revealing the capacity of active power sharing of the inverters. In other words, the active power delivered by each inverter is proportional to the active power of the other inverters. In the particular case that the control parameters are designed as m i = m j and P 0 i = P 0 j , then all the inverters supply the same power in steady-state. It is worth mentioning that the capacity of active power sharing is reached without using the communication service of the microgrid, i.e., with only local measures in the inverter (voltage and current to be more precise, as seen in Figure 4b). On the other hand, the voltage is a local variable and different voltages are observed in steady-state in different points of the power system, V i V j for i j . In this case, from Equation (26), it is possible to write
V i V j + n j ( Q j Q 0 j ) = n i ( Q i Q 0 i ) .
Therefore, the voltage error induces a deviation in the reactive power sharing that depends on the gains n i and n j .
In droop-controlled inverters, a virtual impedance is usually programmed in local controllers to improve stability, controllability and transient response without losing power efficiency (due to its virtual, non-physical nature) [4,26]. Considering this impedance, the reference voltages can be written as [27]
v α * = V r e f cos ( ω r e f t ) R v i α + ω r e f L v i β
v β * = V r e f sin ( ω r e f t ) R v i β ω r e f L v i α
where R v and L v are the resistance and inductance of the virtual impedance.
As Figure 3a depicts, with GCCS control schemes, the microgrid operates connected to the utility grid during the voltage sags. For this reason, the voltage at the output side of the inverters usually contains positive and negative sequences and the GCCS scheme processes these sequences separately, as seen for example in Equations (20) and (21). However, in IVS control schemes, the microgrid is disconnected from the utility grid during the voltage sag, as Figure 4a shows, and thus there is no negative sequence voltage at the output side of the inverters induced by the unbalanced voltage sag. As a consequence, the IVS scheme processes directly the voltage measured at the output side of the inverters without extracting its positive and negative components, as shown in Figure 4b.

3.3. GCVS Control Scheme

The objective of the GCVS scheme is to eliminate the negative sequence voltage in the PCC while contributing to the support of the positive sequence voltage [28]. As a difference to GCCS3 control scheme, the inverters are programmed in this case to operate as grid-connected voltage sources. To this end, the droop method is used again, but now with a different configuration compared to the IVS approach due to: (1) the microgrid operates in grid-connected mode, see Figure 5a; and (2) positive and negative sequences are processed separately [29,30]. The diagram of the GCVS scheme is depicted in Figure 5b–d, and it is described below.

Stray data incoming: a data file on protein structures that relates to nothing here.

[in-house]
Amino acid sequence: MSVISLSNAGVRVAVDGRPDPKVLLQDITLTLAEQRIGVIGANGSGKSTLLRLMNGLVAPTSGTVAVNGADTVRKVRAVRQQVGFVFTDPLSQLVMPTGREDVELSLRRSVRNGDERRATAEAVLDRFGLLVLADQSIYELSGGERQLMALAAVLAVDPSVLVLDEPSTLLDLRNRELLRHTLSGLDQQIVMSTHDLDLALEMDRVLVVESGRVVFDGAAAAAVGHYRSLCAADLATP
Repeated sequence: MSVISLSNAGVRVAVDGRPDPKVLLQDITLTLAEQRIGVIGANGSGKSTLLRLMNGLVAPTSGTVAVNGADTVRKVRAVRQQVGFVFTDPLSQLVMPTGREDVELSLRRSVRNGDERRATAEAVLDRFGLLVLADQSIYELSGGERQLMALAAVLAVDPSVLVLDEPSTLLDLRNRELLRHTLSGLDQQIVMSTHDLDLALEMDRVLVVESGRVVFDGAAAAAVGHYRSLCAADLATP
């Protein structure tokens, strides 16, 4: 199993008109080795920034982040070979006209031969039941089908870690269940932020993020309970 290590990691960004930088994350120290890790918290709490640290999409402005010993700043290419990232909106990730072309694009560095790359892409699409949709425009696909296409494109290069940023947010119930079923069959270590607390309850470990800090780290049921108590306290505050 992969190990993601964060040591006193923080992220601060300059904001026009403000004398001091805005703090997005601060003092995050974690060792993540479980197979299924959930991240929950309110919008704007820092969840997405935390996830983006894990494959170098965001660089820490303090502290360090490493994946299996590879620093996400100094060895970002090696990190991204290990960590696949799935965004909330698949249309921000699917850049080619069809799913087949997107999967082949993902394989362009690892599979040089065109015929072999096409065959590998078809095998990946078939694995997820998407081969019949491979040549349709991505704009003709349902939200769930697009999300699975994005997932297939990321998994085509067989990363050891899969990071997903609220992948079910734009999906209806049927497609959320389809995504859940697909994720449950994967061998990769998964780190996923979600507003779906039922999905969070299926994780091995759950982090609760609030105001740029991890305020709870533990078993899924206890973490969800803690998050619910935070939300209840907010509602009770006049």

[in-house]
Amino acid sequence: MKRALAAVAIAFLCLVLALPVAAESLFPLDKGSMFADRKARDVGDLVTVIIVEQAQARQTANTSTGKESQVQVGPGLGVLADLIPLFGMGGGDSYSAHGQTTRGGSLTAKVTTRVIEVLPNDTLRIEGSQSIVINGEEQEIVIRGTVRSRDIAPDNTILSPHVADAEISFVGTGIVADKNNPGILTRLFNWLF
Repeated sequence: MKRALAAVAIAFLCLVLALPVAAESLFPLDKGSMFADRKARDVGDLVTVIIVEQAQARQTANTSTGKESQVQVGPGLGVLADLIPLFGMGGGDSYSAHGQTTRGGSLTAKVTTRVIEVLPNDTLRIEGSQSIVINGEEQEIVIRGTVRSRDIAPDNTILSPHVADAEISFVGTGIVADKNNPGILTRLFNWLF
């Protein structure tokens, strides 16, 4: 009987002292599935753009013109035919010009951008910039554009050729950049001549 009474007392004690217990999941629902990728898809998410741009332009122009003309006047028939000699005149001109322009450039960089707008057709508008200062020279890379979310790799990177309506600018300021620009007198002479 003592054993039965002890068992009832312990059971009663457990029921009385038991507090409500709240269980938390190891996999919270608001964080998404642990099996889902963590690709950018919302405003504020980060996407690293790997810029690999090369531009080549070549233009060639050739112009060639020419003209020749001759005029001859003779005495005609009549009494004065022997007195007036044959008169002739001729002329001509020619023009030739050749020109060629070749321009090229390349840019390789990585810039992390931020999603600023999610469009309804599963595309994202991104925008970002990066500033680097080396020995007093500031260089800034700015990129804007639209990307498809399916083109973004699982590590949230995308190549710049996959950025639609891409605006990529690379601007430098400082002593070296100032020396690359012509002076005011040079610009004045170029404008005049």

Figure 5b shows a diagram for calculating the positive and negative sequence active and reactive powers. It uses two sequence extractors to estimate the positive and negative sequence voltage and current, and a block that calculates the instantaneous power as
p + = 3 2 ( v α + i α + + v β + i β + )
p = 3 2 ( v α i α + v β i β )
q + = 3 2 ( v β + i α + v α + i β + )
q = 3 2 ( v β i α v α i β ) .
As usual, P + , P , Q + and Q are obtained by filtering the instantaneous powers with a first-order low-pass filter with cutoff frequency ω c .
Figure 5c shows some blocks shared with the IVS control scheme, such as the voltage and current loops and the SVM modulator. In addition, it shows two blocks for generating the reference voltages via positive and negative sequences. These blocks are based on a specific re-formulation of the droop method valid for grid-connected conditions. The main differences with the implementation shown in Equations (26) and (27) for islanded mode are: (1) PI controllers instead of only P controllers are used to ensure that active and reactive powers follow their references accurately; and (2) phase angles instead of angular frequencies are used due to the microgrid frequency is fixed by the utility grid frequency ω g . From [30], the voltage amplitude and phase angle of the positive and negative sequence voltages are written as
V r e f + = V 0 + n P + ( Q + Q r e f + ) n I + ( Q + Q r e f + ) d t
δ r e f + = δ 0 + m P + ( P + P r e f + ) m I + ( P + P r e f + ) d t
V r e f = V 0 n P ( Q Q r e f ) n I ( Q Q r e f ) d t
δ r e f = δ 0 m P ( P P r e f ) m I ( P P r e f ) d t
where V 0 + , δ 0 + , V 0 and δ 0 are the nominal values of the voltage amplitudes and phase angles and n P + , n I + , m P + , m I + , n P , n I , m P and m I are the proportional and integral gains of the PI controllers. Then, the positive and negative sequence reference voltages are expressed as
v α + * = V r e f + cos ( ω g t + δ r e f + ) R v + i α + + ω g L v + i β +
v β + * = V r e f + sin ( ω g t + δ r e f + ) R v + i β + ω g L v + i α +
v α * = V r e f cos ( ω g t + δ r e f ) R v i α + ω g L v i β
v β * = V r e f sin ( ω g t + δ r e f ) R v i β ω g L v i α
where R v + , L v + and R v , L v denote resistance and inductance of the positive and negative sequence virtual impedances, respectively.
Figure 5d shows a diagram for generating the negative sequence active and reactive reference powers. It is based on a PI controller which regulates the amplitude of the negative sequence voltage in the PCC according to the reference voltage V P C C * . The output of the PI controller is the negative sequence component of the reference apparent power [30]
S r e f = k P ( V P C C * V P C C ) + k I ( V P C C * V P C C ) d t
where k P and k I are the gains of the PI controller. The negative sequence reference powers are determined using the angle of the impedance seen from the output side of the generators
P r e f = S r e f cos ( θ ) = S r e f R C R C 2 + ( ω L C ) 2
Q r e f = S r e f sin ( θ ) = S r e f ω L C R C 2 + ( ω L C ) 2 .